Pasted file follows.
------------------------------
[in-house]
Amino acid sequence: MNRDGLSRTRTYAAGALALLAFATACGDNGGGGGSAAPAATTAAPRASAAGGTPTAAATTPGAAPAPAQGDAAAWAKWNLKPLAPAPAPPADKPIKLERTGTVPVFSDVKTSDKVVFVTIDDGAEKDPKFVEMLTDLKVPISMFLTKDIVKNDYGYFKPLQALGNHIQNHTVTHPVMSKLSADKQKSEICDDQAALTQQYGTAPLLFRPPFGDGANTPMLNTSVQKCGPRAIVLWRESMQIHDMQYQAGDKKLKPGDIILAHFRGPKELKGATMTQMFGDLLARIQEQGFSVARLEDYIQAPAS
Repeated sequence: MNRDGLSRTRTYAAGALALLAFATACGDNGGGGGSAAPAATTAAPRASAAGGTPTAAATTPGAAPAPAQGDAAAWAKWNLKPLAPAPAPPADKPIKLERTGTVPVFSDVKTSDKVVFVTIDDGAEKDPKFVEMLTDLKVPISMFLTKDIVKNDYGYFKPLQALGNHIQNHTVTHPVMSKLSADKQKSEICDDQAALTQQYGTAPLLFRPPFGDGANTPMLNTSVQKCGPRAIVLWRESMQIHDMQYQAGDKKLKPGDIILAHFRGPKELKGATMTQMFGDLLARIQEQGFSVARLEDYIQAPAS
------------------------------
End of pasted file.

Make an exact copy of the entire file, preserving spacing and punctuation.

[in-house]
Amino acid sequence: MNRDGLSRTRTYAAGALALLAFATACGDNGGGGGSAAPAATTAAPRASAAGGTPTAAATTPGAAPAPAQGDAAAWAKWNLKPLAPAPAPPADKPIKLERTGTVPVFSDVKTSDKVVFVTIDDGAEKDPKFVEMLTDLKVPISMFLTKDIVKNDYGYFKPLQALGNHIQNHTVTHPVMSKLSADKQKSEICDDQAALTQQYGTAPLLFRPPFGDGANTPMLNTSVQKCGPRAIVLWRESMQIHDMQYQAGDKKLKPGDIILAHFRGPKELKGATMTQMFGDLLARIQEQGFSVARLEDYIQAPAS
Repeated sequence: MNRDGLSRTRTYAAGALALLAFATACGDNGGGGGSAAPAATTAAPRASAAGGTPTAAATTPGAAPAPAQGDAAAWAKWNLKPLAPAPAPPADKPIKLERTGTVPVFSDVKTSDKVVFVTIDDGAEKDPKFVEMLTDLKVPISMFLTKDIVKNDYGYFKPLQALGNHIQNHTVTHPVMSKLSADKQKSEICDDQAALTQQYGTAPLLFRPPFGDGANTPMLNTSVQKCGPRAIVLWRESMQIHDMQYQAGDKKLKPGDIILAHFRGPKELKGATMTQMFGDLLARIQEQGFSVARLEDYIQAPAS